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No government study on shrinking glaciers in 7 decades

House panel warns of cataclysmic changes in Himalayan region

No government study on shrinking glaciers in 7 decades

Photo for representation. — iStock

Tribune News Service

Aditi Tandon

New Delhi, March 29

Despite an increase in extreme weather events in the Himalayan region, no study has been conducted in the government system in seven decades to assess the loss of glacier volume or warming to be able to predict potential cataclysmic changes.

This has been observed by the parliamentary standing committee on water resources in its report on “Glacier management in India” tabled in Parliament on Wednesday. The report was undertaken in the wake of frequent disasters in the Himalayan region and the most recent flash flood that occurred in Uttarakhand’s Chamoli in February 2021 due to glacial lake outburst leading to loss of lives. Red-flagging the dangers of lack of data for predictions, the committee has called for urgent establishment of a dedicated Mountain Hazard and Research Institute.

The recommendation followed the Geological Survey of India’s deposition that it had not conducted any specific studies on the estimated volume loss of glaciers between 1950 and 2020 and also not projected any estimate of loss by 2100. Further, there is no comprehensive information about the volume loss of glaciers in the Indian Himalayan Region nor has the Ministry of Environment, Forest and Climate Change conducted any study or awarded any project on the warming of Himalayan glaciers, the panel said.

“The Central Water Commission has not issued any advisory to the local governments concerned regarding the anticipation of floods caused by avalanches, cloudburst landslides in the Himalayan region. There is also no specific information on stretches of the Himalayas where the danger of melting of glaciers and consequent glacial lake outburst floods are most severe. ISRO and the GSI have also not conducted any study on temporal changes in glacial lake numbers and their extent,” the committee noted.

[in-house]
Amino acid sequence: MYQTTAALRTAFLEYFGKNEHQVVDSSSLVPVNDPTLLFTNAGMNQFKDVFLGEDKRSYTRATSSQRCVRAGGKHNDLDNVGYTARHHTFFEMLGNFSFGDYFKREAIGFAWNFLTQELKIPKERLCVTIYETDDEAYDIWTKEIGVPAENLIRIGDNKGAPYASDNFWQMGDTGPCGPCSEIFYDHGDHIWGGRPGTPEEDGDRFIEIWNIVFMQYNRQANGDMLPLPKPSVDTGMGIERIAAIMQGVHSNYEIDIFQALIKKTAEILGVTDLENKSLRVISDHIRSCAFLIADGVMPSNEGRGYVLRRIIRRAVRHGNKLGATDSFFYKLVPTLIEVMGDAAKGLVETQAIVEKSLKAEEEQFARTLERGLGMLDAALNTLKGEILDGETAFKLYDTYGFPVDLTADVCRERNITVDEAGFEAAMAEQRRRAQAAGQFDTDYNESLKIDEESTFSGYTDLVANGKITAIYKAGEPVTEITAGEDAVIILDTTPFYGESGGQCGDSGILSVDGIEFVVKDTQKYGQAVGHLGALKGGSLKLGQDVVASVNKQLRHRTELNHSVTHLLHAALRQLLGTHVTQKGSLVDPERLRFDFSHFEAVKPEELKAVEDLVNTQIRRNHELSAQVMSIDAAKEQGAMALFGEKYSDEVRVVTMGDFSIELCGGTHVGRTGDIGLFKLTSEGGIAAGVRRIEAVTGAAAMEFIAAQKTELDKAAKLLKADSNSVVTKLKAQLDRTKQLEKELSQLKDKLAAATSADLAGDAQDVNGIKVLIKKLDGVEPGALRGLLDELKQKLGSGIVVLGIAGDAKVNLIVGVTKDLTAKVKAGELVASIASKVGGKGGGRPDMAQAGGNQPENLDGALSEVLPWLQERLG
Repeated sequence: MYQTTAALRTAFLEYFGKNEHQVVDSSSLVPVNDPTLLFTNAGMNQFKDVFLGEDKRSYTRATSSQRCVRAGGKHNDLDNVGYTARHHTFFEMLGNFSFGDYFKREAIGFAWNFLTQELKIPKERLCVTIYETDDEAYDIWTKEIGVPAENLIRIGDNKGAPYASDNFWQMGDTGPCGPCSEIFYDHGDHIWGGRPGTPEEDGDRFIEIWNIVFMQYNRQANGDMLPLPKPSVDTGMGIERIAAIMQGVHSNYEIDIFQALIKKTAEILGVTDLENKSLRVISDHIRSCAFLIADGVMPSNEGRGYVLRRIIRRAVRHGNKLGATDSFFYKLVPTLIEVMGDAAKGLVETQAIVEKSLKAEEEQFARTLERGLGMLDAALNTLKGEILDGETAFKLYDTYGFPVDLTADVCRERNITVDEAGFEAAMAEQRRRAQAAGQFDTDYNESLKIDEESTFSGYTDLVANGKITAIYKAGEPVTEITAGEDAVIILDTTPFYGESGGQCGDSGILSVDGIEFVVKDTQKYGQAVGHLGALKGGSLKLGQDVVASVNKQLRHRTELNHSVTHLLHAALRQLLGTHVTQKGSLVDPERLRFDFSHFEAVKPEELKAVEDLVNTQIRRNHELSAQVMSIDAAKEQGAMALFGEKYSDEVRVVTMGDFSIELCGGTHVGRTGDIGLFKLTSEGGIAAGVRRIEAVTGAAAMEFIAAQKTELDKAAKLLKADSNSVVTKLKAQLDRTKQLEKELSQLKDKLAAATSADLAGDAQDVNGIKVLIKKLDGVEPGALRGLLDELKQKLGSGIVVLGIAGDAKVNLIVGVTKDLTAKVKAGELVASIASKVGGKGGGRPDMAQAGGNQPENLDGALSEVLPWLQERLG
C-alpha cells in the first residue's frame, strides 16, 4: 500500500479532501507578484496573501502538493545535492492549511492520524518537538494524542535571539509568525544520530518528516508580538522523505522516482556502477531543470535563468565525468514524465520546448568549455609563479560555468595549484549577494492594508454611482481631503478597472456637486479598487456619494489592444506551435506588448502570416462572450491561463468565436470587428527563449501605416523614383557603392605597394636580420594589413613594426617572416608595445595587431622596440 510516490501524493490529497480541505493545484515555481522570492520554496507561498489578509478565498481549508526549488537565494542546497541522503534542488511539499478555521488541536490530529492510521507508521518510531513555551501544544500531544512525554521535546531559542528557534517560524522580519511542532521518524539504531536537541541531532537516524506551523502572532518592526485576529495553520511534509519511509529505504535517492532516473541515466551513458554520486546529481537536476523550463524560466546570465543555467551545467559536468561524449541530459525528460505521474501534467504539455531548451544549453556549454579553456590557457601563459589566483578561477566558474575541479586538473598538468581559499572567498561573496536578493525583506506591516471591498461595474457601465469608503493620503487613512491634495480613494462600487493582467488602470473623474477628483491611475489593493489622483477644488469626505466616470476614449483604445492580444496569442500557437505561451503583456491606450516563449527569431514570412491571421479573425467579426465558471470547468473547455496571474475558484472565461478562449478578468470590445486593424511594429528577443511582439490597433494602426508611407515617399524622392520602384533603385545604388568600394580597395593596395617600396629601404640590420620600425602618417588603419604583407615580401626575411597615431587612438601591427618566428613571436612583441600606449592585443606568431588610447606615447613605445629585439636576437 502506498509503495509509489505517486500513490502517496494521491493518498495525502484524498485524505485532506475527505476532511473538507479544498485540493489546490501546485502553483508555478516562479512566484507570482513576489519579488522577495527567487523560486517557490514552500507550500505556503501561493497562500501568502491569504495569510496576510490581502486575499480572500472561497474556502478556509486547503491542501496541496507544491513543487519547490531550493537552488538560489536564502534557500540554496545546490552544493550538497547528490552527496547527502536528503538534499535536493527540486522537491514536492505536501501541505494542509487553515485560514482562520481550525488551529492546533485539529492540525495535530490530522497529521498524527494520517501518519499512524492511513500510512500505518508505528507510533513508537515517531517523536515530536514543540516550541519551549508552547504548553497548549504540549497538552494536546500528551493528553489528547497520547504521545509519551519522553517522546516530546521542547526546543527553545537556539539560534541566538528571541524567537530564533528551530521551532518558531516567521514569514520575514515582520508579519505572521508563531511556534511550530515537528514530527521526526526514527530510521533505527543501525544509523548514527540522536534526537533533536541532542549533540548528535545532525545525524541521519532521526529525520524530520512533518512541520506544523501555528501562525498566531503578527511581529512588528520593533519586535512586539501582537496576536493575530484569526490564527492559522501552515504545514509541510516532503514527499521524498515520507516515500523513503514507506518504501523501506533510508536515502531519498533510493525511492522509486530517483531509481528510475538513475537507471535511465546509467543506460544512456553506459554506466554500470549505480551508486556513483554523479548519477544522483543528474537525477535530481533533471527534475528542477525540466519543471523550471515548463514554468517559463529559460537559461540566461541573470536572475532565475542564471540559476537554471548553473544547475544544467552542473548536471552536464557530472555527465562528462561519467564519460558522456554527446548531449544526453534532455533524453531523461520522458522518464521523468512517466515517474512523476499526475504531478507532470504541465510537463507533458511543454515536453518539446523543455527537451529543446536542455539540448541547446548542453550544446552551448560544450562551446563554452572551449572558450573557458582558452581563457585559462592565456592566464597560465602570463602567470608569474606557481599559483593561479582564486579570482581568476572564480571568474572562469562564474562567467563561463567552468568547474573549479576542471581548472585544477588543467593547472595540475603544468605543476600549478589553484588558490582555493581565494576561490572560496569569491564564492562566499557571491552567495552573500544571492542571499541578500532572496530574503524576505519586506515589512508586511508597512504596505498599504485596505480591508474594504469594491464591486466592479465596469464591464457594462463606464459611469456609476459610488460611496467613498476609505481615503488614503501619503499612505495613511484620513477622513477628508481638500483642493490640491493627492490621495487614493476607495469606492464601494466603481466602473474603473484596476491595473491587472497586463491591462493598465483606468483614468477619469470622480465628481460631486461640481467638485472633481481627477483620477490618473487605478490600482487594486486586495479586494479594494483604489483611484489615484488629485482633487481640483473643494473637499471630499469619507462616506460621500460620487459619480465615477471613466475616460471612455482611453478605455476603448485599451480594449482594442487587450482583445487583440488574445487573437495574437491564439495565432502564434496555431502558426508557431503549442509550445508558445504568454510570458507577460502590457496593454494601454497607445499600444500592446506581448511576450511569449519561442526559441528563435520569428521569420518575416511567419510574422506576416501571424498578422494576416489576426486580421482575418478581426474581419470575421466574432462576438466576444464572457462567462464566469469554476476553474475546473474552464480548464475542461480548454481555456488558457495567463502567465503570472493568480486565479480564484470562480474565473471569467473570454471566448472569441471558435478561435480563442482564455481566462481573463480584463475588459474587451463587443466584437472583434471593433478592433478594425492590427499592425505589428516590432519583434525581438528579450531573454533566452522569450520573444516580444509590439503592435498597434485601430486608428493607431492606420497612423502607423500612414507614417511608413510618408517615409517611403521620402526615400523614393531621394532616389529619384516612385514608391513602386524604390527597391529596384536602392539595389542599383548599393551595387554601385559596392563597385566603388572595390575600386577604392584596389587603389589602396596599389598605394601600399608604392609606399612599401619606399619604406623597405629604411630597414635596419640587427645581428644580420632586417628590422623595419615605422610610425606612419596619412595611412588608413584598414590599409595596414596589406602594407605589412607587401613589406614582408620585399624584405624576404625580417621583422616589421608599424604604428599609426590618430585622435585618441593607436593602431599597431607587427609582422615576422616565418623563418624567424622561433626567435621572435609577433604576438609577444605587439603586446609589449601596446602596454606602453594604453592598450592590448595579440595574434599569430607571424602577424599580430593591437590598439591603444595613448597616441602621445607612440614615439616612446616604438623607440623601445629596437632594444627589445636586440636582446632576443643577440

Adding that no study has been carried out by the GSI, ISRO and Department of Science and Technology to even critically analyse the enlargement and origin of glacial lakes near human settlements and their potential cause for a lake outburst, the panel said, “Considering these gaps, we recommend an overarching organisation at the national level that can coordinate with others in handling different hydro-geological and hydro-meteorological hazards, including glacier-related hazards, bring findings at one place and maintain reliable database for everyone to access and issue timely alerts.”

Glaciers remain important components of the hydrological cycles of the Indian Himalayan Region and a source of three large river systems — Indus, Ganga and the Brahmaputra — which provide water security to millions of people and ensure water availability even in the post-monsoon period.

The panel notes that the Indian Himalayan Region has 9,775 glaciers and 1,306.1 cubic km of ice volume (about 1,110 cu km of water) is locked up in glacierised basins of the Indus, Ganga and Brahmaputra, though specific information about separate volume of ice and snow water is not available.

The thinning of Himalayan glaciers has been accelerated in recent years. Accordingly, the committee observed that close and frequent monitoring of glaciers, glacier discharge, glacial lakes and prospective glacial lake outburst floods in the Himalayan region have become vital and critically important as never before for predicting and mitigating the potential hazard disasters that may arise in future.

Importantly, the late RK Pachauri had led the Intergovernmental Panel on Climate Change’s study on Himalayan glacier melting for which he along with former US Vice-President Al Gore received a Nobel prize.

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